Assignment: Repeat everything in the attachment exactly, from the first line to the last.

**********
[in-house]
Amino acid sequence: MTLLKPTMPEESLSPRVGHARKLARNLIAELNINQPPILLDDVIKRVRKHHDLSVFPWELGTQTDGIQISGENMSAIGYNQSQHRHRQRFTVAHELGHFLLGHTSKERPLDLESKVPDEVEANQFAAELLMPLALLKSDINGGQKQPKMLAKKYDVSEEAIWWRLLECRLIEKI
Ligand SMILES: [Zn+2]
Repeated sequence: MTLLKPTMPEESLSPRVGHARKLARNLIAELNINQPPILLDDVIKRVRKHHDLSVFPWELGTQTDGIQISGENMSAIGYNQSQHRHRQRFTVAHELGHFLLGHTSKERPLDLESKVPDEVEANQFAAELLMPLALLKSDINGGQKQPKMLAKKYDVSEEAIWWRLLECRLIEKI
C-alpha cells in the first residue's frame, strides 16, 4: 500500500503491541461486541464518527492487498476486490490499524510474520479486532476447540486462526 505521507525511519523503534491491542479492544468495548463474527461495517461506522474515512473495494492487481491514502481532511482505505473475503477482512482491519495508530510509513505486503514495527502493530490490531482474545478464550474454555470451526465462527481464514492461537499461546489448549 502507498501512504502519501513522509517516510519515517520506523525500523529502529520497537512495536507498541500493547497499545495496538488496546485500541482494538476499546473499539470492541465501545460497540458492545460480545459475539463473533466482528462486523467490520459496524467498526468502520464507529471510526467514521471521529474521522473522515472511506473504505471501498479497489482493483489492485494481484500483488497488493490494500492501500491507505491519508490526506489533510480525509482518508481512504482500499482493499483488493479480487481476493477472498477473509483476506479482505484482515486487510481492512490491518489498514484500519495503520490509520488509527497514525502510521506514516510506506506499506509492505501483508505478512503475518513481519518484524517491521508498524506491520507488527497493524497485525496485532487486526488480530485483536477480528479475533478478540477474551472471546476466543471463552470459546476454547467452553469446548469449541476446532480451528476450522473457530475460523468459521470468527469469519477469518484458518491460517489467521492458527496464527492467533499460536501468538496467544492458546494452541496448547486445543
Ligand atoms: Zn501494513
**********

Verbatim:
[in-house]
Amino acid sequence: MTLLKPTMPEESLSPRVGHARKLARNLIAELNINQPPILLDDVIKRVRKHHDLSVFPWELGTQTDGIQISGENMSAIGYNQSQHRHRQRFTVAHELGHFLLGHTSKERPLDLESKVPDEVEANQFAAELLMPLALLKSDINGGQKQPKMLAKKYDVSEEAIWWRLLECRLIEKI
Ligand SMILES: [Zn+2]
Repeated sequence: MTLLKPTMPEESLSPRVGHARKLARNLIAELNINQPPILLDDVIKRVRKHHDLSVFPWELGTQTDGIQISGENMSAIGYNQSQHRHRQRFTVAHELGHFLLGHTSKERPLDLESKVPDEVEANQFAAELLMPLALLKSDINGGQKQPKMLAKKYDVSEEAIWWRLLECRLIEKI
C-alpha cells in the first residue's frame, strides 16, 4: 500500500503491541461486541464518527492487498476486490490499524510474520479486532476447540486462526 505521507525511519523503534491491542479492544468495548463474527461495517461506522474515512473495494492487481491514502481532511482505505473475503477482512482491519495508530510509513505486503514495527502493530490490531482474545478464550474454555470451526465462527481464514492461537499461546489448549 502507498501512504502519501513522509517516510519515517520506523525500523529502529520497537512495536507498541500493547497499545495496538488496546485500541482494538476499546473499539470492541465501545460497540458492545460480545459475539463473533466482528462486523467490520459496524467498526468502520464507529471510526467514521471521529474521522473522515472511506473504505471501498479497489482493483489492485494481484500483488497488493490494500492501500491507505491519508490526506489533510480525509482518508481512504482500499482493499483488493479480487481476493477472498477473509483476506479482505484482515486487510481492512490491518489498514484500519495503520490509520488509527497514525502510521506514516510506506506499506509492505501483508505478512503475518513481519518484524517491521508498524506491520507488527497493524497485525496485532487486526488480530485483536477480528479475533478478540477474551472471546476466543471463552470459546476454547467452553469446548469449541476446532480451528476450522473457530475460523468459521470468527469469519477469518484458518491460517489467521492458527496464527492467533499460536501468538496467544492458546494452541496448547486445543
Ligand atoms: Zn501494513